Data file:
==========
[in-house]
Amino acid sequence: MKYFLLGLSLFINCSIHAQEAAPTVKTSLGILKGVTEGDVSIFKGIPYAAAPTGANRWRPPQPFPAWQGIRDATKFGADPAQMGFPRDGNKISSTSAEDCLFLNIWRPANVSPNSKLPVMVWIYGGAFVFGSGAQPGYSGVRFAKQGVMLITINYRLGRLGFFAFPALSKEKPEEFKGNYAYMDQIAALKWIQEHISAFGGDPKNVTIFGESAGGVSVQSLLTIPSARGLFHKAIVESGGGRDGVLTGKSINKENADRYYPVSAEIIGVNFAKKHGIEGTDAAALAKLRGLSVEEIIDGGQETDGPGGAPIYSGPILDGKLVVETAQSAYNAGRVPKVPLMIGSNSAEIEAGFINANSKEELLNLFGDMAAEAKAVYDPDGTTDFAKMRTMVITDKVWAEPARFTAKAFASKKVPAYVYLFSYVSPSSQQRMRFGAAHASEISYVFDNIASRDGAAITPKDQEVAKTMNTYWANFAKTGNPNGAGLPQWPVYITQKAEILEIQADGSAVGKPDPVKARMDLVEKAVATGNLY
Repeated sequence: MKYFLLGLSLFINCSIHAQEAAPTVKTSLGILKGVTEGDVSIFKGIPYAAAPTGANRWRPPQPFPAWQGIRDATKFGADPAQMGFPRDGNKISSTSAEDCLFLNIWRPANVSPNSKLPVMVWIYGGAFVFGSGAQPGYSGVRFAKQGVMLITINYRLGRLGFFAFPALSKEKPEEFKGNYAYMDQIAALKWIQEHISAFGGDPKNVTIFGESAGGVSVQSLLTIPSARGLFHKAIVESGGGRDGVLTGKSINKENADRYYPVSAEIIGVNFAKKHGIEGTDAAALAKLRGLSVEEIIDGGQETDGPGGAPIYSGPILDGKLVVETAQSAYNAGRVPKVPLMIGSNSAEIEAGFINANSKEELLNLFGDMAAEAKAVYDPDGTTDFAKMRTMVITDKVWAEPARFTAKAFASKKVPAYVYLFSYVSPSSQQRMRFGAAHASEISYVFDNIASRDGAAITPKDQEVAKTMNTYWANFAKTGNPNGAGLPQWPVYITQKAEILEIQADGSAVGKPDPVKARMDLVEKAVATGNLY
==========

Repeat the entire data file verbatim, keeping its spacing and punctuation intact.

[in-house]
Amino acid sequence: MKYFLLGLSLFINCSIHAQEAAPTVKTSLGILKGVTEGDVSIFKGIPYAAAPTGANRWRPPQPFPAWQGIRDATKFGADPAQMGFPRDGNKISSTSAEDCLFLNIWRPANVSPNSKLPVMVWIYGGAFVFGSGAQPGYSGVRFAKQGVMLITINYRLGRLGFFAFPALSKEKPEEFKGNYAYMDQIAALKWIQEHISAFGGDPKNVTIFGESAGGVSVQSLLTIPSARGLFHKAIVESGGGRDGVLTGKSINKENADRYYPVSAEIIGVNFAKKHGIEGTDAAALAKLRGLSVEEIIDGGQETDGPGGAPIYSGPILDGKLVVETAQSAYNAGRVPKVPLMIGSNSAEIEAGFINANSKEELLNLFGDMAAEAKAVYDPDGTTDFAKMRTMVITDKVWAEPARFTAKAFASKKVPAYVYLFSYVSPSSQQRMRFGAAHASEISYVFDNIASRDGAAITPKDQEVAKTMNTYWANFAKTGNPNGAGLPQWPVYITQKAEILEIQADGSAVGKPDPVKARMDLVEKAVATGNLY
Repeated sequence: MKYFLLGLSLFINCSIHAQEAAPTVKTSLGILKGVTEGDVSIFKGIPYAAAPTGANRWRPPQPFPAWQGIRDATKFGADPAQMGFPRDGNKISSTSAEDCLFLNIWRPANVSPNSKLPVMVWIYGGAFVFGSGAQPGYSGVRFAKQGVMLITINYRLGRLGFFAFPALSKEKPEEFKGNYAYMDQIAALKWIQEHISAFGGDPKNVTIFGESAGGVSVQSLLTIPSARGLFHKAIVESGGGRDGVLTGKSINKENADRYYPVSAEIIGVNFAKKHGIEGTDAAALAKLRGLSVEEIIDGGQETDGPGGAPIYSGPILDGKLVVETAQSAYNAGRVPKVPLMIGSNSAEIEAGFINANSKEELLNLFGDMAAEAKAVYDPDGTTDFAKMRTMVITDKVWAEPARFTAKAFASKKVPAYVYLFSYVSPSSQQRMRFGAAHASEISYVFDNIASRDGAAITPKDQEVAKTMNTYWANFAKTGNPNGAGLPQWPVYITQKAEILEIQADGSAVGKPDPVKARMDLVEKAVATGNLY